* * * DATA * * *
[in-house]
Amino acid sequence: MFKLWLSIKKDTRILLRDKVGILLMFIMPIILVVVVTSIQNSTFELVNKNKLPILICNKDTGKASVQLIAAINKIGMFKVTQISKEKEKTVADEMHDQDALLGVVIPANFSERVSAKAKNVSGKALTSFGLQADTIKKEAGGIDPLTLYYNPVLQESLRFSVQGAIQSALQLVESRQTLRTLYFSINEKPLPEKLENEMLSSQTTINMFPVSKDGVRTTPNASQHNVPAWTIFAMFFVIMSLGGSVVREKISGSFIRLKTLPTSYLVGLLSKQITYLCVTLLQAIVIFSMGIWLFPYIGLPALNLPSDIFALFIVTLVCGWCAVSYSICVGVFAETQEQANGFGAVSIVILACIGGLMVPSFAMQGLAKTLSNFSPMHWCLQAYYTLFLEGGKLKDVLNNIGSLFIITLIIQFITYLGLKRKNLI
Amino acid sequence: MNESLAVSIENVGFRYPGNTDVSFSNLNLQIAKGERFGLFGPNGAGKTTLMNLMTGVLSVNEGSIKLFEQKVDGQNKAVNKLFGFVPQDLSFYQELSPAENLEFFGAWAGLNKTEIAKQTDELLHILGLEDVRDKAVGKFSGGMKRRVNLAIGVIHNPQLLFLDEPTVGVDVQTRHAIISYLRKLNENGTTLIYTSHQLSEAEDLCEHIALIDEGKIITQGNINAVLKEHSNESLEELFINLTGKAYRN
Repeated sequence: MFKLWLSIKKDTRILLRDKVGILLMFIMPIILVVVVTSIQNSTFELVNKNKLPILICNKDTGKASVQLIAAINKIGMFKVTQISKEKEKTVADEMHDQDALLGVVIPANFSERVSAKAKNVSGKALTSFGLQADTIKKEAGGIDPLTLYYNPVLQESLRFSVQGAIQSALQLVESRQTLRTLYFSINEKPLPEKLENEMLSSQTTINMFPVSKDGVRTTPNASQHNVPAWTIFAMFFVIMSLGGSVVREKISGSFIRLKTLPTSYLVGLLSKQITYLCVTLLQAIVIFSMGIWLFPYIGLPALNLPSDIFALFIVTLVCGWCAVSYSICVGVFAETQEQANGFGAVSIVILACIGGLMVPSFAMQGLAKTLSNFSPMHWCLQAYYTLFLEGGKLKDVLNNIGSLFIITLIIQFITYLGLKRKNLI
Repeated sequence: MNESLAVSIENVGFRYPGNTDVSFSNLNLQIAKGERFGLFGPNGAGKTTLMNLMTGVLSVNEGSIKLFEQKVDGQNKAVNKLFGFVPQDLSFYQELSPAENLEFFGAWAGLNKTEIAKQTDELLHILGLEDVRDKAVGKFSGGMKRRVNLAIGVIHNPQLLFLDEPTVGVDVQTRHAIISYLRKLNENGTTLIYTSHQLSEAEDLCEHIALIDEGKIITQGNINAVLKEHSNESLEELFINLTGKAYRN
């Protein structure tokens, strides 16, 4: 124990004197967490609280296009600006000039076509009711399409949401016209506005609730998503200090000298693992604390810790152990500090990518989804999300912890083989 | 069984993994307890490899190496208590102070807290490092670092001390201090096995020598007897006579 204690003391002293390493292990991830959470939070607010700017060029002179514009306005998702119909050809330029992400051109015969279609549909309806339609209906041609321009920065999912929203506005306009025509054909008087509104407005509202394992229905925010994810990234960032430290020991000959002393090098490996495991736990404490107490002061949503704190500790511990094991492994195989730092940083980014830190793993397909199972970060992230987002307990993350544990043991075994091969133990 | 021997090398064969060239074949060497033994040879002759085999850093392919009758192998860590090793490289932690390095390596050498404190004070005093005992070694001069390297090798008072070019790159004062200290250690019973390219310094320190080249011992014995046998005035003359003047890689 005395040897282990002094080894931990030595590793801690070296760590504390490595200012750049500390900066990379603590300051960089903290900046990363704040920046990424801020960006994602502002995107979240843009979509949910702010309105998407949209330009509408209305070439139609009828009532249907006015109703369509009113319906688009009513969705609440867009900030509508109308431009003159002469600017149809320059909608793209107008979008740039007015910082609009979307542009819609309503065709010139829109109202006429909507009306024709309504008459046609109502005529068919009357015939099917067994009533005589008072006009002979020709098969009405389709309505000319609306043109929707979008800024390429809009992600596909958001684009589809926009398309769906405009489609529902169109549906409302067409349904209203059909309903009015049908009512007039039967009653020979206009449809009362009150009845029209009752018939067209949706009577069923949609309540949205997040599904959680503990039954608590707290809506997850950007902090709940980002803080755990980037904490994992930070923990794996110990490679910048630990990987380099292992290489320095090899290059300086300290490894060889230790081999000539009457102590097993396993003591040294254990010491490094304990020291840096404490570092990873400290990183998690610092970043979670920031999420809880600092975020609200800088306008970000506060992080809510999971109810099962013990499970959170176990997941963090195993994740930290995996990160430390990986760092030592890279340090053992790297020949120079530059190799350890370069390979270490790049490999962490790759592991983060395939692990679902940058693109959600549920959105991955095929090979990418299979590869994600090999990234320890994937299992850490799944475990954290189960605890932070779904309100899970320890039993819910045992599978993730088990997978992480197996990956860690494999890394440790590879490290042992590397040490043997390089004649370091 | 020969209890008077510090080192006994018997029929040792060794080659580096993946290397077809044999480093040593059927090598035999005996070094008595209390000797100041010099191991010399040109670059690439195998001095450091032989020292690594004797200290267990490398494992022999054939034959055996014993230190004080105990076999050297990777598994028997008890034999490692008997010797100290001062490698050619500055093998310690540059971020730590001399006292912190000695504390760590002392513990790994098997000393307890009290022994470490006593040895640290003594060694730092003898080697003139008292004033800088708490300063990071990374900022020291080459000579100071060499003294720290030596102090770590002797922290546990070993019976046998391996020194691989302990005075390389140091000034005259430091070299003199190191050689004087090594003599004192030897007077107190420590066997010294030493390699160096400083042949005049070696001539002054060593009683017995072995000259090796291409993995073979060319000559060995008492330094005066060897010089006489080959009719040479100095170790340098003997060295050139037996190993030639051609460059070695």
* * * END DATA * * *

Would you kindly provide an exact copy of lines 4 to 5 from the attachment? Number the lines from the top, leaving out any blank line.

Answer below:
Repeated sequence: MFKLWLSIKKDTRILLRDKVGILLMFIMPIILVVVVTSIQNSTFELVNKNKLPILICNKDTGKASVQLIAAINKIGMFKVTQISKEKEKTVADEMHDQDALLGVVIPANFSERVSAKAKNVSGKALTSFGLQADTIKKEAGGIDPLTLYYNPVLQESLRFSVQGAIQSALQLVESRQTLRTLYFSINEKPLPEKLENEMLSSQTTINMFPVSKDGVRTTPNASQHNVPAWTIFAMFFVIMSLGGSVVREKISGSFIRLKTLPTSYLVGLLSKQITYLCVTLLQAIVIFSMGIWLFPYIGLPALNLPSDIFALFIVTLVCGWCAVSYSICVGVFAETQEQANGFGAVSIVILACIGGLMVPSFAMQGLAKTLSNFSPMHWCLQAYYTLFLEGGKLKDVLNNIGSLFIITLIIQFITYLGLKRKNLI
Repeated sequence: MNESLAVSIENVGFRYPGNTDVSFSNLNLQIAKGERFGLFGPNGAGKTTLMNLMTGVLSVNEGSIKLFEQKVDGQNKAVNKLFGFVPQDLSFYQELSPAENLEFFGAWAGLNKTEIAKQTDELLHILGLEDVRDKAVGKFSGGMKRRVNLAIGVIHNPQLLFLDEPTVGVDVQTRHAIISYLRKLNENGTTLIYTSHQLSEAEDLCEHIALIDEGKIITQGNINAVLKEHSNESLEELFINLTGKAYRN